The Facts

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In a recent survey, 52% of people said they had health concerns about becoming vegan. However, it’s perfectly possible to get everything you need from a totally plant-based diet, no matter your age or energy requirements.

But … you’d expect us to say that, right?

Well, you don’t need to only take our word for it. The British Dietetic Association agree that well-planned vegan diets can be suitable for people of all ages, including during pregnancy and breastfeeding.

Our Nutrition and Health pages contain more in-depth advice and information written by a Registered Dietitian.

Plant-based benefits

Not only is it possible to thrive as a vegan, but there is also mounting evidence to show that a balanced plant-based diet can result in a whole host of health benefits.

Going vegan is a great opportunity to review your diet and make more room for health-promoting plant foods like wholegrains, nuts, fruits and vegetables, including beans, peas and lentils. Research from King’s College London and the The American Journal of Clinical Nutrition suggests that optimising your intake of these foods may help to increase the likelihood of you living a long and healthy life.

5-a-day and over

According to the National Diet and Nutrition Survey, people in the UK are consuming too little fruit, vegetables and fibre and too much saturated fat. This type of fat has been linked to high cholesterol, which is a risk factor for heart disease. Eating a vegan diet means that you avoid consuming saturated fat from meat, dairy and eggs. Research from the Nutrients journal shows that healthy characteristics of real-life vegan diets include low saturated fat content and high amounts of fruit, vegetables and fibre, which suggests that switching to this type of diet has the potential to help people find a better balance.

Cancer prevention

The following World Cancer Research Fund recommendations for cancer prevention are easy to achieve if you’re eating a balanced vegan diet. This helps to explain why this way of eating has been associated with lower rates of some types of cancer:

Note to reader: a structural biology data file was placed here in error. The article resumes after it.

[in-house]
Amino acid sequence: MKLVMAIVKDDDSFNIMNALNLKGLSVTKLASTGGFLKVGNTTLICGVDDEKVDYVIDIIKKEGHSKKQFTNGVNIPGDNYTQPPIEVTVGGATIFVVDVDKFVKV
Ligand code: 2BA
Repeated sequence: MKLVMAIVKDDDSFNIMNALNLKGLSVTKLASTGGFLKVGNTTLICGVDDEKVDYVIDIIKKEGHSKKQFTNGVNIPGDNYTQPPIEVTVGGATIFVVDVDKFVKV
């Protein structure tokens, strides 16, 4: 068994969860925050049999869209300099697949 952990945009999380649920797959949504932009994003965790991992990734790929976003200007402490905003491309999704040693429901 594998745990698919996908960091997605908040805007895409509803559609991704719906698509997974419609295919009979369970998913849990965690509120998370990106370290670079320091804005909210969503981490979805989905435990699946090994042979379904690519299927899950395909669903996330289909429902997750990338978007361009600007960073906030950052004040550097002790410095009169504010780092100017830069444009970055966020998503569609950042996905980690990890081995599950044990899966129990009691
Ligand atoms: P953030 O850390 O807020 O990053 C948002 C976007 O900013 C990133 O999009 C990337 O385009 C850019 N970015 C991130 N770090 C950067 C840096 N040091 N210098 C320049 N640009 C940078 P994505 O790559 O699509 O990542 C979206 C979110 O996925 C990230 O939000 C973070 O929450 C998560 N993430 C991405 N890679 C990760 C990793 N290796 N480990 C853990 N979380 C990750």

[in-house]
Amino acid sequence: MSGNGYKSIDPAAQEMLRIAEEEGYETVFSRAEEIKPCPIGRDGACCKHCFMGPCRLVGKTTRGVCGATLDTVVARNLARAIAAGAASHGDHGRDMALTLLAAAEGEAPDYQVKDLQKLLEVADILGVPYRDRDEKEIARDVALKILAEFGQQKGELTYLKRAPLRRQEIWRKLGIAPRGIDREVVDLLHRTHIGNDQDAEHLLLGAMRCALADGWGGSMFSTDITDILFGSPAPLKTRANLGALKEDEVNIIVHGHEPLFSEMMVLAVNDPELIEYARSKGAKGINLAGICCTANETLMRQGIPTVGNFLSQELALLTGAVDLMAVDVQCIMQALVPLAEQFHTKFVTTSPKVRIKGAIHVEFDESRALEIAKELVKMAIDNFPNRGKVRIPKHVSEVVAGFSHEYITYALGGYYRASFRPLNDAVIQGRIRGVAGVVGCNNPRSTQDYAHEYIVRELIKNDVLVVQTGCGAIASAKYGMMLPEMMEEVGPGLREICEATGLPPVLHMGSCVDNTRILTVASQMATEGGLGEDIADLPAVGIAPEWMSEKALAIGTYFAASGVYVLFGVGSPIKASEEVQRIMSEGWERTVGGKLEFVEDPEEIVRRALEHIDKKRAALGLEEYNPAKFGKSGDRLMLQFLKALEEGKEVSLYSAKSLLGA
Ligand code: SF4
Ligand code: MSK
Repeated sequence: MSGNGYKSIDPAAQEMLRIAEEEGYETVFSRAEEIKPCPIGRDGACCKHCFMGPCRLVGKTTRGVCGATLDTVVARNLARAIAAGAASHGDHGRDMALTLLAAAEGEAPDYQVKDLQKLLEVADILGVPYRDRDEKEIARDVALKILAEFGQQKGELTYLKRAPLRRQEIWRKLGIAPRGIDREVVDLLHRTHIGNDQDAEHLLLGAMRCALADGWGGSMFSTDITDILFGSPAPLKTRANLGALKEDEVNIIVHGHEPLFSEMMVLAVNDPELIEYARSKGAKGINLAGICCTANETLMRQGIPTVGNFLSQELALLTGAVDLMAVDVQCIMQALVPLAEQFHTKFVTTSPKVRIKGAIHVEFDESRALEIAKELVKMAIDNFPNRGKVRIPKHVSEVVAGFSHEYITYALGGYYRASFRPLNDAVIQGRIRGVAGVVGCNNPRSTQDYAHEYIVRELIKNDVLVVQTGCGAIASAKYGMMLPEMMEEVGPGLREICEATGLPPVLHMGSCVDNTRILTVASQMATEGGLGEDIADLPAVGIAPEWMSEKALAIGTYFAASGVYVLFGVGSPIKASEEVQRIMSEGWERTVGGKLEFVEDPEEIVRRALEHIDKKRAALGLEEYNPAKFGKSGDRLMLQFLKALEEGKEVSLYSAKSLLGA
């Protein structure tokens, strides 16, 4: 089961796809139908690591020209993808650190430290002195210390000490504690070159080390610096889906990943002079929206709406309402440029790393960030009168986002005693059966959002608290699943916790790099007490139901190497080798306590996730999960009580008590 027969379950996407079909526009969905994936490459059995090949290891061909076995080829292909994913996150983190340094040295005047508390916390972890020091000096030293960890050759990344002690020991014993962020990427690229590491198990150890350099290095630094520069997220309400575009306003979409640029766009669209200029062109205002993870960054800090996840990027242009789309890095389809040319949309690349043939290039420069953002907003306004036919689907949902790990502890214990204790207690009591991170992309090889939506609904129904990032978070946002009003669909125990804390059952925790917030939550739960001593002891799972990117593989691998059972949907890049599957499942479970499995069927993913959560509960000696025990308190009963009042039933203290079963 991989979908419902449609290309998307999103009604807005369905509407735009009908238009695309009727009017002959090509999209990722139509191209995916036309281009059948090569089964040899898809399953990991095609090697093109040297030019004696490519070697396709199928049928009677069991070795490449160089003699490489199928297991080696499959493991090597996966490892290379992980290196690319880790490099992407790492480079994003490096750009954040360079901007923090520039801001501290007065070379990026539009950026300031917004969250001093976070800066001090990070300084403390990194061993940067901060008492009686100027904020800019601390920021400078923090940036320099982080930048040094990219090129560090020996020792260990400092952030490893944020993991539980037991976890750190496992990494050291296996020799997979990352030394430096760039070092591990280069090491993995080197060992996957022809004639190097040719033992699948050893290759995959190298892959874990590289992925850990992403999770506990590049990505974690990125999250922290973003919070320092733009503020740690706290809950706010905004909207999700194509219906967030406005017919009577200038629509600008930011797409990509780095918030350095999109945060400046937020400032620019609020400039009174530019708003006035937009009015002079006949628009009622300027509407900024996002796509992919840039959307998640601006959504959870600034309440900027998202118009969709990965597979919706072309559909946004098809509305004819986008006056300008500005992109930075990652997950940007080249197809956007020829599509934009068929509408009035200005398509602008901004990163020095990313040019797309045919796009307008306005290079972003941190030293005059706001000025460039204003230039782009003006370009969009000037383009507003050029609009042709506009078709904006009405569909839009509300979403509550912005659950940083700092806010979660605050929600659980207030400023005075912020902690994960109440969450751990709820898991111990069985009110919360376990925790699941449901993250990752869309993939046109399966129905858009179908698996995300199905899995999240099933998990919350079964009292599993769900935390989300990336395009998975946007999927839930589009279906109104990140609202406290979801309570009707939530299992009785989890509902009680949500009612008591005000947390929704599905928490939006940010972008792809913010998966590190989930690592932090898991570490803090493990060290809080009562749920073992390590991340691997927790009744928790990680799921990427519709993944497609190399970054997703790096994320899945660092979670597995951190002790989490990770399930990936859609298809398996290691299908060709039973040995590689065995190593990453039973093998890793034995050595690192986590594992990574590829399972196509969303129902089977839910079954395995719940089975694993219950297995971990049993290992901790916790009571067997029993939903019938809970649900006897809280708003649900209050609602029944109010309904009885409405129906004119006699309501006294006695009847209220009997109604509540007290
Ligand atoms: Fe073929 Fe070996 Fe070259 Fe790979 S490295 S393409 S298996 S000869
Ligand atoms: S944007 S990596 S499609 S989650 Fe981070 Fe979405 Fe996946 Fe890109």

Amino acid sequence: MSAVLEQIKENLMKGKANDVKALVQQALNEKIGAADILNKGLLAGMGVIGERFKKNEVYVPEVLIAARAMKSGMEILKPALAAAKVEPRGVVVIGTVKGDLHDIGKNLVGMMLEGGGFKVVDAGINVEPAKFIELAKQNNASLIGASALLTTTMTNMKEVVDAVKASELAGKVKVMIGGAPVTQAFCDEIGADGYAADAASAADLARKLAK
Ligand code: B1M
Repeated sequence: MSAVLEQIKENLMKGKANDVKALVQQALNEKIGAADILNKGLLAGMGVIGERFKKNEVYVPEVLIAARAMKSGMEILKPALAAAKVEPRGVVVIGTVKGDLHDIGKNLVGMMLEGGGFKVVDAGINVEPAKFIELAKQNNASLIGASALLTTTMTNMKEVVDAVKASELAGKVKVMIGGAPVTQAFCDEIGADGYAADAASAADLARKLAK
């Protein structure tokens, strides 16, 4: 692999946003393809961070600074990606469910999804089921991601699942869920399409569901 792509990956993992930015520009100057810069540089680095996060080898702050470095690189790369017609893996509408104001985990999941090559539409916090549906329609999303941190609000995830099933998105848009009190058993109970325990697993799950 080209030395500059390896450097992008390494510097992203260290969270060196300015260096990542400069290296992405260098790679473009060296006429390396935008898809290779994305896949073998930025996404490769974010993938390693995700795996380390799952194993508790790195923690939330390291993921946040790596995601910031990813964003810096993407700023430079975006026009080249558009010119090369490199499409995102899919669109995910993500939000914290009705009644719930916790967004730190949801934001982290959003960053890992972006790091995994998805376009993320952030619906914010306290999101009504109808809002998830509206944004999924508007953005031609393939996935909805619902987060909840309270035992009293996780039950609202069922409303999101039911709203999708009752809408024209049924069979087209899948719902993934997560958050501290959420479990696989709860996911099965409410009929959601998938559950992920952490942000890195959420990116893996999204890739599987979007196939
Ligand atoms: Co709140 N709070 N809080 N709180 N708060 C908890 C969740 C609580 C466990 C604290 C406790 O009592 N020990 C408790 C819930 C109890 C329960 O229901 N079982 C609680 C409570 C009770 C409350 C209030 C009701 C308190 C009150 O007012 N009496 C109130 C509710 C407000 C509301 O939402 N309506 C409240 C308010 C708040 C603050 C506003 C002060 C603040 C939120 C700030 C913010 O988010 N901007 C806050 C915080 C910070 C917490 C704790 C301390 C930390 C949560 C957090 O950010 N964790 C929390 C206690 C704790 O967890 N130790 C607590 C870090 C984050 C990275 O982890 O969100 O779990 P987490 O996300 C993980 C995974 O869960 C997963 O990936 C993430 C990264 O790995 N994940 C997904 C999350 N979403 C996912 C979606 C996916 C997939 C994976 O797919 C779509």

• Eat plenty of fruit and vegetables – at least five 80g servings a day
  • Make wholegrains, beans, peas and lentils a major part of your daily diet

These articles by The American Journal of Clinical Nutrition and Cancer Epidemiology, Biomarkers and Prevention explore research on meat-free diets and lower cancer risks.

Furthermore, vegans benefit from avoiding red and processed meat, which The World Health Organization categorises as an agent that causes cancer and an agent that probably causes cancer respectively.

Diabetes prevention

Vegan diets have been linked to lower rates of type 2 diabetes and there is clinical evidence that they can help with the management of this type of diabetes as well as weight management. Read more in the following articles from research journals: Nutrition, Metabolism & Cardiovascular Diseases, Diabetes Care, Nutrition & Diabetes, Obesity and another article from Diabetes Care.

Heart health

Guidelines about heart-healthy living encourage consumption of wholegrains, nuts, seeds, fruit and vegetables, including beans, lentils and peas. Balanced vegan diets contain plenty of these nutritious plant foods, and in fact, UK research has linked this way of eating to lower cholesterol and lower blood pressure and body mass index, which are all risk factors for heart disease.

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